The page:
Ophelia’s Cats


I’m rolling west up Market, empty, in Citizen’s Cab #26, when, “DING!

My iPhone chimes with an IM… Hey! It’s Christian!

Note: Best friend, Spermula band mate, and fellow (albeit, night) cabbie.

Golden?” it reads, simply.

This is code for lunch (well, late breakfast) at this cheap, Asian run hole-in-the-wall diner up at Sutter & Lev – straddling the red light Tenderloin district.

K,” I chime back, simply.

Fifteen Minutes Later…

Over eggs and French toast atop rickety bar stools at the counter of Golden Coffee, our once weekly therapy session begins, as usual, with the latest in San Francisco taxi gossip.

Christian, “Did you hear about Dmitry?”

Alex, “You mean that new Russian dispatcher at Citizen’s? No. What?”

Christian, “He flipped out on a night driver a couple nights ago. Dmitry was chasing him around the lot, and then smashed his cab!”

Alex, “Wow! Really? Why!?”

Christian, “It was one of the homeless drivers. They got into some kind of fight over the radio. And then, at the end of dude’s shift, he was back in the office hanging out cooking shit in the microwave behind Dmitry – while he was at dispatch, and being annoying. So, Dmitry sucker punched him and then chased him out into the lot. Dude tried to hide in a cab. But, Dmitry went all crazy and smashed the windows to get at him!”

Alex, “Wow! Is Dmitry fired? What did Management do about it? What did Ivan say!?”

Christian, “I don’t know. That’s all I heard.”



I’m back in the office at ‘ol Citizen’s Cab and grabbing 26’s key and medallion from the pegboard. Tony Sr. is working the office and dispatch. I go to throw him a five for tip, forgoing the extra five airport bribe – as it never pans out, and then pry him for more info on this Dmitry thing.

Sack, “Yo, Tony! What do you know about this Dmitry thing? With some homeless driver??”

Tony Sr., “Oh, you herd ’bout dat? Uhh, iss all settled. Ain’t nuthin’.”

Sack, “What do you mean? I heard Dmitry sucker punched a driver and then chased him out into the lot and then smashed a cab! He’s not fired??”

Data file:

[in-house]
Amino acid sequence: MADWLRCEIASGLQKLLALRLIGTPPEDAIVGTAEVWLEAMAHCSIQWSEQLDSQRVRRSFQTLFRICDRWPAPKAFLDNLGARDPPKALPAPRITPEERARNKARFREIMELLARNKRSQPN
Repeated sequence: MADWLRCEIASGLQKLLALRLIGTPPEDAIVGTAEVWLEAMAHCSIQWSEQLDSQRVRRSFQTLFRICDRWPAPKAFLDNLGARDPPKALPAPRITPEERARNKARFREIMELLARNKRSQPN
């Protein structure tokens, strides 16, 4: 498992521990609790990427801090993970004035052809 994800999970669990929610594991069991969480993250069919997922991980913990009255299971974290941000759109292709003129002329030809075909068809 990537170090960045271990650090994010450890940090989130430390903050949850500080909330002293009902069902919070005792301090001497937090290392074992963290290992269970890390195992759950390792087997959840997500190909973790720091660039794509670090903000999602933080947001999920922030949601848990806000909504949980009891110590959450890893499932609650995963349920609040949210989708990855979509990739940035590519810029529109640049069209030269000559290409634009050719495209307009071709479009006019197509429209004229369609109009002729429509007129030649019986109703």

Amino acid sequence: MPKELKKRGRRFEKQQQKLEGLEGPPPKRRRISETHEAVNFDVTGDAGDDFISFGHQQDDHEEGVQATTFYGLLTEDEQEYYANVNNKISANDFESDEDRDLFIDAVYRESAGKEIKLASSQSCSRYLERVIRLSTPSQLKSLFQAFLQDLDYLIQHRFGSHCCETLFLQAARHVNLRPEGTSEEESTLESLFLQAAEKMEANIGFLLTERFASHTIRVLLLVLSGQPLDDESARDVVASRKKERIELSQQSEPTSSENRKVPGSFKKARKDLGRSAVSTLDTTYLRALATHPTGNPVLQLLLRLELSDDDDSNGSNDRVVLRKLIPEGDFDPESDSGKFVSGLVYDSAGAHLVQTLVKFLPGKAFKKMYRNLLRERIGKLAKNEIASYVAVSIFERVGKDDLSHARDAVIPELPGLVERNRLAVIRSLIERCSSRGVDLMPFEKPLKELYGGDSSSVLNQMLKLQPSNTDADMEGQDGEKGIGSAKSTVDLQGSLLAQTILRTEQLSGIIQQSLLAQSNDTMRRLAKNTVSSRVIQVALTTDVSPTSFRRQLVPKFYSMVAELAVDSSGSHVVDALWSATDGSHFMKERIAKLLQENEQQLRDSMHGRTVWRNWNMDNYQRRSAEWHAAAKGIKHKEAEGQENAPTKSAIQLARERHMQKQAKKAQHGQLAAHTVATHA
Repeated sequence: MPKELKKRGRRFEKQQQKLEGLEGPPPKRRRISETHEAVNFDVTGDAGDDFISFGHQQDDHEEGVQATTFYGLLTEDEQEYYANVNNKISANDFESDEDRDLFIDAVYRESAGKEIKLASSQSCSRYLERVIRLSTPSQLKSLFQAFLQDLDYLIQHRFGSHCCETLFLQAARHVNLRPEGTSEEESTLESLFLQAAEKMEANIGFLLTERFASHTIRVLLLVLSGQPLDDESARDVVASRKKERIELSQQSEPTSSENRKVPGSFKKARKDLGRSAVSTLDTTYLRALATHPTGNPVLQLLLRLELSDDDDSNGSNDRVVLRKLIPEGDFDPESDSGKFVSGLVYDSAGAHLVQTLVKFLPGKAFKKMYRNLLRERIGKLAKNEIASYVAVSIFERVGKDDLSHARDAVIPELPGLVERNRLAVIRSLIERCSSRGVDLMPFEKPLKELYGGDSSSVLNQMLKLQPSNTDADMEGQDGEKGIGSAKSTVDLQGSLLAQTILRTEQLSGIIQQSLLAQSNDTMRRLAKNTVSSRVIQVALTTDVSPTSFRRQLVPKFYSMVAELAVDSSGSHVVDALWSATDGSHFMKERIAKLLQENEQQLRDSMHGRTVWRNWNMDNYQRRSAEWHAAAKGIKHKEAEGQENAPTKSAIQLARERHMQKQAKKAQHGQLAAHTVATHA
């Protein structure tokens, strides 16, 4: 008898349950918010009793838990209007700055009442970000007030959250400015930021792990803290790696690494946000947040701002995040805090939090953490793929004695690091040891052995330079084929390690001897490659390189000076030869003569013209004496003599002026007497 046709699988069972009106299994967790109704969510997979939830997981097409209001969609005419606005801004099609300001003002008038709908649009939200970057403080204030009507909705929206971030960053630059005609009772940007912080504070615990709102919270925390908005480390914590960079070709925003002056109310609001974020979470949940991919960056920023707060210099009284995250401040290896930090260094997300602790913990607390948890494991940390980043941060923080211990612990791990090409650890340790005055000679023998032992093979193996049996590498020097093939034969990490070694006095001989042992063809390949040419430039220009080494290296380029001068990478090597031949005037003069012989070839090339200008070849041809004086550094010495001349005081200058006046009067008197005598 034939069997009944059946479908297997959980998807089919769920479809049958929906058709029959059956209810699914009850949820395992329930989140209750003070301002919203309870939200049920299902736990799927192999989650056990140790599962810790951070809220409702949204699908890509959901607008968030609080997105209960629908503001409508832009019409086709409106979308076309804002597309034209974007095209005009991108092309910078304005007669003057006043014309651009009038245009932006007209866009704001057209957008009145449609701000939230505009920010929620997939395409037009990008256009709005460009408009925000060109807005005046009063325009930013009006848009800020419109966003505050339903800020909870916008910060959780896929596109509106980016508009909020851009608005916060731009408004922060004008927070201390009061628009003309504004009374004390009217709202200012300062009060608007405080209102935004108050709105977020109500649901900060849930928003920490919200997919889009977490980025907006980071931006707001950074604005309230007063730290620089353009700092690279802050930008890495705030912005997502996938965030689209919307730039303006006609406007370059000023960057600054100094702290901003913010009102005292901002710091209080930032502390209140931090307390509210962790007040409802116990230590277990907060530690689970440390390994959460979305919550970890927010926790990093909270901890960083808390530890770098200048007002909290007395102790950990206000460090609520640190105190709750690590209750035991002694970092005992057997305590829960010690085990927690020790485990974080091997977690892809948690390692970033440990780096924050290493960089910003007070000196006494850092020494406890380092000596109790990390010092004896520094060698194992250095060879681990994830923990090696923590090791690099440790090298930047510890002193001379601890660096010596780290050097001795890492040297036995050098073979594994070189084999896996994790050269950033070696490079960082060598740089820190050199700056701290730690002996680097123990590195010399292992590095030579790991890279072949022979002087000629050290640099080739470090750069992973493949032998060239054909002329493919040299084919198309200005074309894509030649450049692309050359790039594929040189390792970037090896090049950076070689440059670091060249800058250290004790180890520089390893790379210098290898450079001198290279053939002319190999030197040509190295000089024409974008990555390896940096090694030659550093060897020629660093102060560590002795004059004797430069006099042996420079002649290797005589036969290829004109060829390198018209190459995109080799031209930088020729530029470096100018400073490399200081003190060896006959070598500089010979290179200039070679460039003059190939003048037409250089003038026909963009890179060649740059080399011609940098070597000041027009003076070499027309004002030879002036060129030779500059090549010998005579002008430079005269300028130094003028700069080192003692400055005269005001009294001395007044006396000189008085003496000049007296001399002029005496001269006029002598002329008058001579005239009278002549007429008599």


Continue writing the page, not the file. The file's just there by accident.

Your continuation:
Tony Sr., “Nah. Ivan and Dmitry worked it out.”

Sack, incredulous, “Hmm. Really?? Well, what do you know?”

Tony Sr., “Ahhh, it wuz ah homeless driver, said sum shit ’bout Dmitry’s mom. Ya don do dat wit Rusians. Dey don like dat shit. Dah cab dint get hurt dat baaaad. Iss all guud now.”

Uh, huh.

I see I am not going to get much more out of Tony Sr., and resign myself to just forgetting about the whole affair, as I head out to prep my beautiful wif… er, Prius.

Three minutes later…

I’m out in 26 prepping and sanitizing, when there’s a knock on the window.

Hey! It’s Augustus!

Note: Fellow (albiet, night) cabbie, with whom I commonly cross paths at shift change, and have taken to regularly driving home to his SRO hotel at 16th & Valencia, in the Mission.

Note extended: Actually, several drivers live there. And if there’s a vacancy, I may be one of them one day soon. (Well, depending on how the current ballot measure on San Francisco’s tent encampments pans out. It’s good to keep one’s options open.)

Augustus, “Sack, ride me home?”

Sack, “Sure. Get in. I’m just finishing prep.”

Augustus pops in back and immediately hands me up a ten. No need for the meter here. (Cabbie courtesy.)

And we roll.